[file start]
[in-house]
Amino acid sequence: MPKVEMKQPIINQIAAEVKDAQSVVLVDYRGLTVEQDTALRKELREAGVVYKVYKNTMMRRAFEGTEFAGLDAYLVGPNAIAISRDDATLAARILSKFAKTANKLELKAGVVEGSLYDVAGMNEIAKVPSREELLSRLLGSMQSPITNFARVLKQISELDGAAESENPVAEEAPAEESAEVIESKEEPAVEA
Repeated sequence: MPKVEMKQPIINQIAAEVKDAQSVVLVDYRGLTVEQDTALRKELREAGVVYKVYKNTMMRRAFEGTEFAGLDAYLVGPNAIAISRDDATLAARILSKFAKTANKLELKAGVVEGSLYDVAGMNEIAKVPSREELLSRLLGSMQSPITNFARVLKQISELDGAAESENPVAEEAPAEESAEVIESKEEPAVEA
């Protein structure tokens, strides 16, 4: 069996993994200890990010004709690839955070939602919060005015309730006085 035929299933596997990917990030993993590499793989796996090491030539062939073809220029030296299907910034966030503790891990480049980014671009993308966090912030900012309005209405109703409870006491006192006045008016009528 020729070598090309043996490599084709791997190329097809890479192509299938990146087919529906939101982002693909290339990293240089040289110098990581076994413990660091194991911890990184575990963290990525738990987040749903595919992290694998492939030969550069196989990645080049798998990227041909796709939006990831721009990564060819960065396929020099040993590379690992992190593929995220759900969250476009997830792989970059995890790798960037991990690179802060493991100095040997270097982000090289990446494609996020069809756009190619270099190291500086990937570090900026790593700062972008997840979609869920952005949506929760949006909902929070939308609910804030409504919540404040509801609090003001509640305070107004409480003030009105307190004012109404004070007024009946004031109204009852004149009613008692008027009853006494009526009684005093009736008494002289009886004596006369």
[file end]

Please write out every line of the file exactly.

[in-house]
Amino acid sequence: MPKVEMKQPIINQIAAEVKDAQSVVLVDYRGLTVEQDTALRKELREAGVVYKVYKNTMMRRAFEGTEFAGLDAYLVGPNAIAISRDDATLAARILSKFAKTANKLELKAGVVEGSLYDVAGMNEIAKVPSREELLSRLLGSMQSPITNFARVLKQISELDGAAESENPVAEEAPAEESAEVIESKEEPAVEA
Repeated sequence: MPKVEMKQPIINQIAAEVKDAQSVVLVDYRGLTVEQDTALRKELREAGVVYKVYKNTMMRRAFEGTEFAGLDAYLVGPNAIAISRDDATLAARILSKFAKTANKLELKAGVVEGSLYDVAGMNEIAKVPSREELLSRLLGSMQSPITNFARVLKQISELDGAAESENPVAEEAPAEESAEVIESKEEPAVEA
């Protein structure tokens, strides 16, 4: 069996993994200890990010004709690839955070939602919060005015309730006085 035929299933596997990917990030993993590499793989796996090491030539062939073809220029030296299907910034966030503790891990480049980014671009993308966090912030900012309005209405109703409870006491006192006045008016009528 020729070598090309043996490599084709791997190329097809890479192509299938990146087919529906939101982002693909290339990293240089040289110098990581076994413990660091194991911890990184575990963290990525738990987040749903595919992290694998492939030969550069196989990645080049798998990227041909796709939006990831721009990564060819960065396929020099040993590379690992992190593929995220759900969250476009997830792989970059995890790798960037991990690179802060493991100095040997270097982000090289990446494609996020069809756009190619270099190291500086990937570090900026790593700062972008997840979609869920952005949506929760949006909902929070939308609910804030409504919540404040509801609090003001509640305070107004409480003030009105307190004012109404004070007024009946004031109204009852004149009613008692008027009853006494009526009684005093009736008494002289009886004596006369």